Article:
The factors that candidates value and look for in job opportunities shift over time in response to cultural events and economic factors. And the rapid changes that have happened over the past couple of months as a result of COVID-19 are going to have a lasting impact on the market, even after this public health crisis is behind us.
I know this because I’ve already experienced it first hand—I was working as an agency recruiter when the financial collapse happened back in 2008. Overnight, the world seemed to change and the recruiting industry had to pivot along with it. And this current economic dip we’re experiencing as a result of COVID-19 is likely to have even wider ripple effects when it comes to hiring and candidate expectations.
At my organization, Arbonne, we’re already seeing candidate mindsets shift, as more than ever people look for employers that align with their values. Arbonne is a global leader in personal skincare and wellness products, and recently became a Certified B Corporation. As a network marketing company, there are lots of new consultants signing up to join us even now. This means that hiring hasn’t paused for us and we luckily haven’t been impacted by layoffs. It also means that my team and I are still having a lot of conversations with candidates and have noticed some new themes emerge in terms of the types of questions they ask.
Based on these conversations, as well as my experience going through the last recession in the recruiting industry, here are some of my predictions about what is going to matter to candidates in the next few years as we recover from this public health and economic crisis.
Rally note: If you’d like to hear more from Chantell, watch her free session “Recruiting With Purpose in a Post-COVID World” at RallyFwd Virtual Conference on May 6th. Learn more about her session and register today.
Theme 1: Stability
COVID-19 has created an environment where there is a lot of uncertainty. At the time of writing this, 22 million Americans have filed for unemployment and many businesses across numerous industries are struggling to stay afloat.
As a result, for years to come, people will likely value the stability that a position and company has to offer. Stability may even be prioritized over other important factors like career growth and compensation. We will also see the importance of work-life balance be even more in demand as well as increased options to work from home. This doesn’t mean that those other factors won’t be valued at all anymore, it just means that perceived stability is likely to be a top consideration.
I’m already noticing this as a key theme that’s cropping up in the conversations my team is having. Candidates want to know a lot more about our organization’s position in light of COVID-19. We are getting questions like:
- How is COVID-19 impacting the organization and business performance?
- How is the organization responding to any impacts or changes?
- How likely is it that a particular team or role type might be impacted long term?
- Is there any restructuring planned?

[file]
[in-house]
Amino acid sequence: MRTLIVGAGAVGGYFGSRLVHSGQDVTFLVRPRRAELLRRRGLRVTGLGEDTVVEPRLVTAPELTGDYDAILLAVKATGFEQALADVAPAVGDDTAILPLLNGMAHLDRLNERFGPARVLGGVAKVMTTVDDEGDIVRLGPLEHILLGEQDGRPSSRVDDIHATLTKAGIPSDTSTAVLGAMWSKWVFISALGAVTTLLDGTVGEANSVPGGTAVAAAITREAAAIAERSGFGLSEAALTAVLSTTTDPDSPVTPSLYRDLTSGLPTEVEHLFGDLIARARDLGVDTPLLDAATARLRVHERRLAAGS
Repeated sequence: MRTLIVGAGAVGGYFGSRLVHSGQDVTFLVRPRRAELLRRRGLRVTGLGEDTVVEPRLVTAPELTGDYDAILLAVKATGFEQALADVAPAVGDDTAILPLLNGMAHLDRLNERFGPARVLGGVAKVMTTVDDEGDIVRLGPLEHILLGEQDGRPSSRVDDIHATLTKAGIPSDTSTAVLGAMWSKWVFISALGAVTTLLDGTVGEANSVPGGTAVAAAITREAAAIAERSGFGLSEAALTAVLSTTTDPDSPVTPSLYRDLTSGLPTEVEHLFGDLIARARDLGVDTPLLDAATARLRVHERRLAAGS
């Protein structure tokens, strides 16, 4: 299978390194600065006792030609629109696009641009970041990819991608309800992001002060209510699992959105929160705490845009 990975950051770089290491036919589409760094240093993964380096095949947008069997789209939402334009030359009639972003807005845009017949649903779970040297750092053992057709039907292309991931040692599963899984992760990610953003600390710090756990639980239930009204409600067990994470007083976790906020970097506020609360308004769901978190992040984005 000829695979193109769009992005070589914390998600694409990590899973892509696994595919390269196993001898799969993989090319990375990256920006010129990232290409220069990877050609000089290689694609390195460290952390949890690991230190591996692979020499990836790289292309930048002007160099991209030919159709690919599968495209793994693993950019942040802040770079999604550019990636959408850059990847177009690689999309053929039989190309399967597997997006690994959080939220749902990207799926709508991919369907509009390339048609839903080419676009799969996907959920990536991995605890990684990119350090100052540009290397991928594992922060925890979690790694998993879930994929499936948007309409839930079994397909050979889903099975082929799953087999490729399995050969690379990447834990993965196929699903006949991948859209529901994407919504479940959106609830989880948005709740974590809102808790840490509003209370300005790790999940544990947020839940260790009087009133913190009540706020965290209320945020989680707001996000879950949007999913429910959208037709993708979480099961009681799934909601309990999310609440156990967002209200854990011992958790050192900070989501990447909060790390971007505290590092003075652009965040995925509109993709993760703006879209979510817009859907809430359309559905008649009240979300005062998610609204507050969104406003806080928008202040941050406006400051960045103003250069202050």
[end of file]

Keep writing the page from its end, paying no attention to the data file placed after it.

In addition, for maybe the first time ever, candidates are also asking questions about our severance packages right out of the gate! Previously, this wasn’t a question that we had to cover during initial conversations with candidates.
What you can do now:
Equip your recruiting or talent acquisition team with an updated FAQ. Give them the information they need to have informed, confident and accurate conversations with candidates. The information you provide to your recruiting team should help candidates to understand the big picture: why your business is hiring for their role now and how your business is performing overall.
What you can do longer term:
Add messaging to your careers page and elsewhere that showcases your business’ stability where applicable and relevant. Just make sure this messaging is authentic (see the next theme on this list!) so you don’t hurt your employer brand. It’s better to say nothing and have individual, honest conversations about the risks and potential rewards of an opportunity than to lie about where things stand.
Read more about managing the candidate experience during the COVID-19 crisis here.
Theme 2: Transparency
This is a scary time for many people. If you are hiring at the moment, candidates who choose to come work with you are placing a lot of trust in your organization, particularly if they’re leaving another stable position to join your company.
You should respond to that trust by acting trustworthy; in other words, be honest and transparent in your communications. If there is any risk associated with the career change they might be making, be up front about it. Otherwise, you risk seriously damaging your reputation long term by misrepresenting the reality of the situation.
What you can do now:
From a content standpoint, you should avoid sugar coating anything or representing your company’s situation in a way that is inaccurate. Remember that old adage, “if you don’t have anything nice to say, don’t say anything at all?” Well, when it comes to what you’re publishing publicly, if your company is in a perilous situation, it might be best to not talk about your business performance rather than to mislead people by saying something that’s not true. You can then reserve the honest conversations about how things are really going for the one-on-one conversations you’re having with candidates if you’re still hiring.
What you can do longer term:
Before this crisis started, transparency was important to employer branding. It’s actually important to all types of branding! If you represent a product inauthentically, people will notice and call you out on it, damaging your reputation long term. Likewise, if you represent your employee experience and career prospects in the wrong way, employees will call you out on employer review sites like Glassdoor, kununu, Fairygodboss and others.